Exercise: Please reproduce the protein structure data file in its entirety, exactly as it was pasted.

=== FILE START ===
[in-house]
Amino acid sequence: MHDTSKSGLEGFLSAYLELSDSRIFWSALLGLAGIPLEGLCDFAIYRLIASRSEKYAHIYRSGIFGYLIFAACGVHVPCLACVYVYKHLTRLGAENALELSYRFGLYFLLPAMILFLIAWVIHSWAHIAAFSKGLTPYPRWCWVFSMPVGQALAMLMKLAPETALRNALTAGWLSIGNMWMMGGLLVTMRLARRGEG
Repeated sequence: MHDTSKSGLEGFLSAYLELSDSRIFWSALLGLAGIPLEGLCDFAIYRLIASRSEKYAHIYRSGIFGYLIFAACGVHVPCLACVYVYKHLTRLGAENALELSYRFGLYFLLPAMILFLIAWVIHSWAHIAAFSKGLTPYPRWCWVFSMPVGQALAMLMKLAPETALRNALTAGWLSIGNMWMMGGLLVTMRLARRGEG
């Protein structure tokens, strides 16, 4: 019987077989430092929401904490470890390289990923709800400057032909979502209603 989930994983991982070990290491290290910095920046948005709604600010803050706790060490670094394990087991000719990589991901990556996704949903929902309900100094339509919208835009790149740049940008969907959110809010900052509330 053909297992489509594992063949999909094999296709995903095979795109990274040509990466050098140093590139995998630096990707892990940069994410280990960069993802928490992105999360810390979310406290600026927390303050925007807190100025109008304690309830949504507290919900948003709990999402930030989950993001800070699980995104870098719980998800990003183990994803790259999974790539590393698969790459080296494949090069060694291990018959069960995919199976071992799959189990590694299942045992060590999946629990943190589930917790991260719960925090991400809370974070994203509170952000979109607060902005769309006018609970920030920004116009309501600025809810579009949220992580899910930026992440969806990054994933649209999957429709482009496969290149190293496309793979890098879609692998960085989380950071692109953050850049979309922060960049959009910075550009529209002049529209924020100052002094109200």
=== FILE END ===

[in-house]
Amino acid sequence: MHDTSKSGLEGFLSAYLELSDSRIFWSALLGLAGIPLEGLCDFAIYRLIASRSEKYAHIYRSGIFGYLIFAACGVHVPCLACVYVYKHLTRLGAENALELSYRFGLYFLLPAMILFLIAWVIHSWAHIAAFSKGLTPYPRWCWVFSMPVGQALAMLMKLAPETALRNALTAGWLSIGNMWMMGGLLVTMRLARRGEG
Repeated sequence: MHDTSKSGLEGFLSAYLELSDSRIFWSALLGLAGIPLEGLCDFAIYRLIASRSEKYAHIYRSGIFGYLIFAACGVHVPCLACVYVYKHLTRLGAENALELSYRFGLYFLLPAMILFLIAWVIHSWAHIAAFSKGLTPYPRWCWVFSMPVGQALAMLMKLAPETALRNALTAGWLSIGNMWMMGGLLVTMRLARRGEG
């Protein structure tokens, strides 16, 4: 019987077989430092929401904490470890390289990923709800400057032909979502209603 989930994983991982070990290491290290910095920046948005709604600010803050706790060490670094394990087991000719990589991901990556996704949903929902309900100094339509919208835009790149740049940008969907959110809010900052509330 053909297992489509594992063949999909094999296709995903095979795109990274040509990466050098140093590139995998630096990707892990940069994410280990960069993802928490992105999360810390979310406290600026927390303050925007807190100025109008304690309830949504507290919900948003709990999402930030989950993001800070699980995104870098719980998800990003183990994803790259999974790539590393698969790459080296494949090069060694291990018959069960995919199976071992799959189990590694299942045992060590999946629990943190589930917790991260719960925090991400809370974070994203509170952000979109607060902005769309006018609970920030920004116009309501600025809810579009949220992580899910930026992440969806990054994933649209999957429709482009496969290149190293496309793979890098879609692998960085989380950071692109953050850049979309922060960049959009910075550009529209002049529209924020100052002094109200």